Ice Cloud Bulk Scattering Models (Ice Cloud)
The outcome of this work is to provide state-of-the-art ice cloud scattering and absorption models for use with various remote sensing instruments, including lidars, satellite imagers, sounders, and interferometers. These scattering models are built consistently using the same microphysical data and development methodology.As our previous (Version 2) models have percolated through the community, the feedback obtained has been invaluable in our effort to improve the description of single scattering properties for the next generation of models. Earlier generations of bulk scattering models were based entirely on smooth particles, leading to scattering phase functions that had haloes and enhanced backscattering at solar wavelengths. This new generation of models also includes, among other advances, moderately or severely roughened particles.At solar wavelengths, use of roughened particles reduces the maxima (e.g., halos) at forward scattering angles and smoothes the phase function at backscattering angles, resulting in a decrease in the asymmetry parameter.As progress is made, access will be provided to spectral models (i.e., models developed at a single wavelength) and narrowband models in which the properties are integrated over a spectral response function. This time around, the models are formatted in netCDF.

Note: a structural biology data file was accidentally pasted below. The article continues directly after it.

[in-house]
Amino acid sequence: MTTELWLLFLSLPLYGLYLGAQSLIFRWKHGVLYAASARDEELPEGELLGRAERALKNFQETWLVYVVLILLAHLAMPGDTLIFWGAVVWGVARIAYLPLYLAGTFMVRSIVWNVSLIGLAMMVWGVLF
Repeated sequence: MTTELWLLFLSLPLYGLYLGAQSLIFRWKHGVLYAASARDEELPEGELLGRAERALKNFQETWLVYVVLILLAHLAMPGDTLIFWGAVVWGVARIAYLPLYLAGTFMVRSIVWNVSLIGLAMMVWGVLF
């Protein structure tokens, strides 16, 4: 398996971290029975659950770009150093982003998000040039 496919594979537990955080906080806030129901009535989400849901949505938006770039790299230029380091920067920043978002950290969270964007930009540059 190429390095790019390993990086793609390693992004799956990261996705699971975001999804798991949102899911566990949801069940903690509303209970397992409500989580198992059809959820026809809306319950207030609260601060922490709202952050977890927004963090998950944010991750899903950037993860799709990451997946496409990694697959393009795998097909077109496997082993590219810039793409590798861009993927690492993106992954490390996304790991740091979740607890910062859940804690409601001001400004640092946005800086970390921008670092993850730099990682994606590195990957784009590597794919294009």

Baum, B. A., P. Yang, A. J. Heymsfield, C. Schmitt, Y. Xie, A. Bansemer, Y. X. Hu, and Z. Zhang, 2011: Improvements to shortwave bulk scattering and absorption models for the remote sensing of ice clouds. J. Appl. Meteor. Clim., 50, 1037-1056.
Baum, B. A., P. Yang, A. J. Heymsfield, A. Bansemer, A. Merrelli, C. Schmitt, and C. Wang, 2014: Ice cloud bulk single-scattering property models with the full phase matrix at wavelengths from 0.2 to 100 µm. Submitted to J. Quant. Spectrosc. Radiant. Transfer, Special Issue ELS-XIV.
Yang, P., L. Bi, B. A. Baum, K.-N. Liou, G. Kattawar, and M. Mishchenko, 2013: Spectrally consistent scattering, absorption, and polarization properties of atmospheric ice crystals at wavelengths from 0.2 µm to 100 µm. J. Atmos. Sci., 70, 330-347.